Despite regular exercising and balanced feeding, does your horse still look like he or she is in need of a “tummy tuck?” If you’ve ruled out post-colic surgery effects, parasites, and broodmare belly as the cause of the large gut, then it’s likely your horse has a nutritional imbalance. We’ve outlined answers to common questions so you can identify, treat, and prevent a hay belly in your horse.
Q: How can I tell if my horse has a hay belly?
A: A hay belly is typically easy to recognize in young and mature horses alike. A hay-bellied colt or filly displays a big belly while the rest of their body looks small. A mature horse will often have a midsection that hangs low, yet their ribs are visible, and they will lack defined muscling across their hindquarters.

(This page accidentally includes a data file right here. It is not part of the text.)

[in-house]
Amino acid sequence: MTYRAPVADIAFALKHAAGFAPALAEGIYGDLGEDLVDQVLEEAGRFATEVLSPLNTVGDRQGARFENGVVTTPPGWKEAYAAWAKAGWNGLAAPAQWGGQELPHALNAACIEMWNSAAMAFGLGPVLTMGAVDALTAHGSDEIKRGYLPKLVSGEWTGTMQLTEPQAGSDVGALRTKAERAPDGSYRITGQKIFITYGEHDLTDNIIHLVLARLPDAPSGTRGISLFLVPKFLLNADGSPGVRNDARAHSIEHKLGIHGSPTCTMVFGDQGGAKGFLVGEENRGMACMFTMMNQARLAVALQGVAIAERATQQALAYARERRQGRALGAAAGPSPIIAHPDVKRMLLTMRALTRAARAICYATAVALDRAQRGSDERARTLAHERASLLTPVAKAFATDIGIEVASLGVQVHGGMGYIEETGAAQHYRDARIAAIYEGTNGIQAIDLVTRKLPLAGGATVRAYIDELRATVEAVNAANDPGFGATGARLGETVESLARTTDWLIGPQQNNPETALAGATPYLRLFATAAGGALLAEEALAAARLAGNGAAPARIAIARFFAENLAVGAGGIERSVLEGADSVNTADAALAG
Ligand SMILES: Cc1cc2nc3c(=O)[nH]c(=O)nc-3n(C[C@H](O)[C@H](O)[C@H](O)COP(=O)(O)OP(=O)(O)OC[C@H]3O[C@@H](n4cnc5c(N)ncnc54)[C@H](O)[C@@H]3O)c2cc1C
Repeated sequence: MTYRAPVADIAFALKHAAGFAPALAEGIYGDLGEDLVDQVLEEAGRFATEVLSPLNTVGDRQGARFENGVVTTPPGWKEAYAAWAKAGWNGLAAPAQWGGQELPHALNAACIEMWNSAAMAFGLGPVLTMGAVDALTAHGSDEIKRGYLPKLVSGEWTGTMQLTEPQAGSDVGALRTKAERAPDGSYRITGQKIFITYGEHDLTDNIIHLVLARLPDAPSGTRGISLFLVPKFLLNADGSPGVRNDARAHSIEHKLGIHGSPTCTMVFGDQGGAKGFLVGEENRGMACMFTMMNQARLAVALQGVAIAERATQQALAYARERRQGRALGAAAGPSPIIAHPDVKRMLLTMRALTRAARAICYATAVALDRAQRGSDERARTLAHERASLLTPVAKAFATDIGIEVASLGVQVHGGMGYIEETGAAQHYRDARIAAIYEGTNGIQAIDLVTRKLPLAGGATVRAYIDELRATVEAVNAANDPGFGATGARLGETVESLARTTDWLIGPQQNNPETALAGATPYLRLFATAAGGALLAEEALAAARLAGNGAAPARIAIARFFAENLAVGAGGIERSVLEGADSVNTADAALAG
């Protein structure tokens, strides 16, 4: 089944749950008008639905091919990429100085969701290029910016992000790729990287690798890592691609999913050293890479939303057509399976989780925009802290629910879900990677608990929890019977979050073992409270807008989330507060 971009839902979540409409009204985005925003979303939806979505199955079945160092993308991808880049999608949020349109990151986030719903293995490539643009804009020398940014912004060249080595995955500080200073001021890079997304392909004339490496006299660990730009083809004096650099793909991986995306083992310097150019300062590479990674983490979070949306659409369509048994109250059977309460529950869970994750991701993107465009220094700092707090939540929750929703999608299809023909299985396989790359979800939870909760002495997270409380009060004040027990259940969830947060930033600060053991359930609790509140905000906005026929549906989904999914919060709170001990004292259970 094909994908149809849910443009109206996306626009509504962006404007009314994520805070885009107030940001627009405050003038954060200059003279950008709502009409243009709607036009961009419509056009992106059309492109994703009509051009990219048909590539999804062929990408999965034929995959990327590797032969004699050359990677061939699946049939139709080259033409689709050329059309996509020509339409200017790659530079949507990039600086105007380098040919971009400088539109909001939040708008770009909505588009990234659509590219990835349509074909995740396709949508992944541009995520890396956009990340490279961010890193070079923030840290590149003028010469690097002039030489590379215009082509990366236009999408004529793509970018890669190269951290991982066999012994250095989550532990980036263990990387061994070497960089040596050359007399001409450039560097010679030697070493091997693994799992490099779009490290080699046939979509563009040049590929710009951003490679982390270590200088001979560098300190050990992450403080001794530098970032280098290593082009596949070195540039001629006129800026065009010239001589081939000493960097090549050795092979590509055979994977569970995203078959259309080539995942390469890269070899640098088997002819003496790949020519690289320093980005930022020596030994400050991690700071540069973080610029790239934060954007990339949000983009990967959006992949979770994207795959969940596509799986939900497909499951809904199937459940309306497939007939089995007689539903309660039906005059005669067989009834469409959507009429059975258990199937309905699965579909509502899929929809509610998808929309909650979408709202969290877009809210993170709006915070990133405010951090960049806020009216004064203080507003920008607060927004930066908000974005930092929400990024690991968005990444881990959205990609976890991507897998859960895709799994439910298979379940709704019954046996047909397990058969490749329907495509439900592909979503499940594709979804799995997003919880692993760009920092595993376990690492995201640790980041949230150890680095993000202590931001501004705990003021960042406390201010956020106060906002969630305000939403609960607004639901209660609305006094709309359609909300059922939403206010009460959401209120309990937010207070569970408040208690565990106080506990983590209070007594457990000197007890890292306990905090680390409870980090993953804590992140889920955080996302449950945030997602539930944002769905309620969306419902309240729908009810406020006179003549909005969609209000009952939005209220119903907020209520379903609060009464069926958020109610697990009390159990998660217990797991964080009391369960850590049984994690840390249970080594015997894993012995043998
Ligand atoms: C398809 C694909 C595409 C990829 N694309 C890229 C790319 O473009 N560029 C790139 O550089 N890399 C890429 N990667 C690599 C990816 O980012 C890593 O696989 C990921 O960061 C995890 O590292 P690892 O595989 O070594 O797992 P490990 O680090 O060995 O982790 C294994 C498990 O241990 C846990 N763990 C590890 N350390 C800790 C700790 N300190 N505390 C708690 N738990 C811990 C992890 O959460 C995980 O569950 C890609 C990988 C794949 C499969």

These obvious signs are a good start to identifying hay belly, but you should also conduct a regular body condition score on your horse to check muscle mass and appropriate fat deposition. Keep in mind that it’s important to check all areas of your horse’s body, including his neck, withers, back, ribs, shoulder, and tailhead. A rib and belly check alone don’t provide all the answers.